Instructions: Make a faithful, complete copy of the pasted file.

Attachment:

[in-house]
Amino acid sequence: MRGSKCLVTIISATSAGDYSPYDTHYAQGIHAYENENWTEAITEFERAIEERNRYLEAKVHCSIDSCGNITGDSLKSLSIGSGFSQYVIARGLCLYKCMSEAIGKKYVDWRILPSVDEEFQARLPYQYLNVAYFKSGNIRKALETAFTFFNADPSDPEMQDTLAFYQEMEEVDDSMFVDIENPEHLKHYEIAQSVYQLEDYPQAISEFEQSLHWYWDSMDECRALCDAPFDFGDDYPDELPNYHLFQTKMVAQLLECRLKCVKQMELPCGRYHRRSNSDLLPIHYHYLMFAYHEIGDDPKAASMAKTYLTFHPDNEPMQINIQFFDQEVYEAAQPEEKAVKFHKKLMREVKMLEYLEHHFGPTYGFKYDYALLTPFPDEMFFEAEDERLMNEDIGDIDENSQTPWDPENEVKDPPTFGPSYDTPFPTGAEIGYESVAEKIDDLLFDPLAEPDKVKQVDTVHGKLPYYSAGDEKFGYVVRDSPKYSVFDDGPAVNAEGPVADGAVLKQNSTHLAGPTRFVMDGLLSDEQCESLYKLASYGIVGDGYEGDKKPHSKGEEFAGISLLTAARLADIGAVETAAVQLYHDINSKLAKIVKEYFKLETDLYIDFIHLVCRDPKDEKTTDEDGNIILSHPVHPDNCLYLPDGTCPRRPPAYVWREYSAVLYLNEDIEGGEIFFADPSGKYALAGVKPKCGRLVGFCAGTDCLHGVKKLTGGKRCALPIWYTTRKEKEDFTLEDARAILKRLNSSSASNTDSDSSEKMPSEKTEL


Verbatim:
[in-house]
Amino acid sequence: MRGSKCLVTIISATSAGDYSPYDTHYAQGIHAYENENWTEAITEFERAIEERNRYLEAKVHCSIDSCGNITGDSLKSLSIGSGFSQYVIARGLCLYKCMSEAIGKKYVDWRILPSVDEEFQARLPYQYLNVAYFKSGNIRKALETAFTFFNADPSDPEMQDTLAFYQEMEEVDDSMFVDIENPEHLKHYEIAQSVYQLEDYPQAISEFEQSLHWYWDSMDECRALCDAPFDFGDDYPDELPNYHLFQTKMVAQLLECRLKCVKQMELPCGRYHRRSNSDLLPIHYHYLMFAYHEIGDDPKAASMAKTYLTFHPDNEPMQINIQFFDQEVYEAAQPEEKAVKFHKKLMREVKMLEYLEHHFGPTYGFKYDYALLTPFPDEMFFEAEDERLMNEDIGDIDENSQTPWDPENEVKDPPTFGPSYDTPFPTGAEIGYESVAEKIDDLLFDPLAEPDKVKQVDTVHGKLPYYSAGDEKFGYVVRDSPKYSVFDDGPAVNAEGPVADGAVLKQNSTHLAGPTRFVMDGLLSDEQCESLYKLASYGIVGDGYEGDKKPHSKGEEFAGISLLTAARLADIGAVETAAVQLYHDINSKLAKIVKEYFKLETDLYIDFIHLVCRDPKDEKTTDEDGNIILSHPVHPDNCLYLPDGTCPRRPPAYVWREYSAVLYLNEDIEGGEIFFADPSGKYALAGVKPKCGRLVGFCAGTDCLHGVKKLTGGKRCALPIWYTTRKEKEDFTLEDARAILKRLNSSSASNTDSDSSEKMPSEKTEL